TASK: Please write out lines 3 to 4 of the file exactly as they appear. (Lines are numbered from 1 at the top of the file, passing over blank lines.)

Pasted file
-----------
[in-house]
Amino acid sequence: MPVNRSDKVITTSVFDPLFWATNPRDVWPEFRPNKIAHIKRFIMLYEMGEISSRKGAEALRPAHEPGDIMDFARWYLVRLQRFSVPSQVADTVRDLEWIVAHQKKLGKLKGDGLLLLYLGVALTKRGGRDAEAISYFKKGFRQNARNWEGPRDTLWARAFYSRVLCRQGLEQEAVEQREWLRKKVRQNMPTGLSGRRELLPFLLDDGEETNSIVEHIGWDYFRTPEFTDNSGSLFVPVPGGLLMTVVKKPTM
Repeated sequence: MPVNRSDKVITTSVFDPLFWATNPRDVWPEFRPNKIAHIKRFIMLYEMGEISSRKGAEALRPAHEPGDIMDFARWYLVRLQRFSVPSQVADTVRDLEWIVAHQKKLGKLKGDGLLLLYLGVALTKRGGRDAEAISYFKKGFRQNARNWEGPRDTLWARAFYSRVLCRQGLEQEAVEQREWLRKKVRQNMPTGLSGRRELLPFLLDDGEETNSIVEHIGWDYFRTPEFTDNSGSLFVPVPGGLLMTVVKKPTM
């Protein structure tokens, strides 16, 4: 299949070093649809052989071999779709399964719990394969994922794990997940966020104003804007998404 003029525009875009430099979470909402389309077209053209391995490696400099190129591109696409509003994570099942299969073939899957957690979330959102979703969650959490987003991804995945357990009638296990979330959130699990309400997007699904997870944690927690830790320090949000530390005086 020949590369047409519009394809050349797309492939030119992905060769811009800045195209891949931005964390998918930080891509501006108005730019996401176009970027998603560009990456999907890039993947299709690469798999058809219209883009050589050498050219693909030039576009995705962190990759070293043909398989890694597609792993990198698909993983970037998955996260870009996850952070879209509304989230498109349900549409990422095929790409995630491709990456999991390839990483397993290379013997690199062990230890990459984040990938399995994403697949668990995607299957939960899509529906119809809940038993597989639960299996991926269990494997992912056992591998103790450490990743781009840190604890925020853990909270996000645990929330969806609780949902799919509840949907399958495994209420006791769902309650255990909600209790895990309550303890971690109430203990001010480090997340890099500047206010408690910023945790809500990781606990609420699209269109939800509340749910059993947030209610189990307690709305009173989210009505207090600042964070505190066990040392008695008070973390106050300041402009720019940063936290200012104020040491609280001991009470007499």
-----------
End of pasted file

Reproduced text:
Repeated sequence: MPVNRSDKVITTSVFDPLFWATNPRDVWPEFRPNKIAHIKRFIMLYEMGEISSRKGAEALRPAHEPGDIMDFARWYLVRLQRFSVPSQVADTVRDLEWIVAHQKKLGKLKGDGLLLLYLGVALTKRGGRDAEAISYFKKGFRQNARNWEGPRDTLWARAFYSRVLCRQGLEQEAVEQREWLRKKVRQNMPTGLSGRRELLPFLLDDGEETNSIVEHIGWDYFRTPEFTDNSGSLFVPVPGGLLMTVVKKPTM
């Protein structure tokens, strides 16, 4: 299949070093649809052989071999779709399964719990394969994922794990997940966020104003804007998404 003029525009875009430099979470909402389309077209053209391995490696400099190129591109696409509003994570099942299969073939899957957690979330959102979703969650959490987003991804995945357990009638296990979330959130699990309400997007699904997870944690927690830790320090949000530390005086 020949590369047409519009394809050349797309492939030119992905060769811009800045195209891949931005964390998918930080891509501006108005730019996401176009970027998603560009990456999907890039993947299709690469798999058809219209883009050589050498050219693909030039576009995705962190990759070293043909398989890694597609792993990198698909993983970037998955996260870009996850952070879209509304989230498109349900549409990422095929790409995630491709990456999991390839990483397993290379013997690199062990230890990459984040990938399995994403697949668990995607299957939960899509529906119809809940038993597989639960299996991926269990494997992912056992591998103790450490990743781009840190604890925020853990909270996000645990929330969806609780949902799919509840949907399958495994209420006791769902309650255990909600209790895990309550303890971690109430203990001010480090997340890099500047206010408690910023945790809500990781606990609420699209269109939800509340749910059993947030209610189990307690709305009173989210009505207090600042964070505190066990040392008695008070973390106050300041402009720019940063936290200012104020040491609280001991009470007499």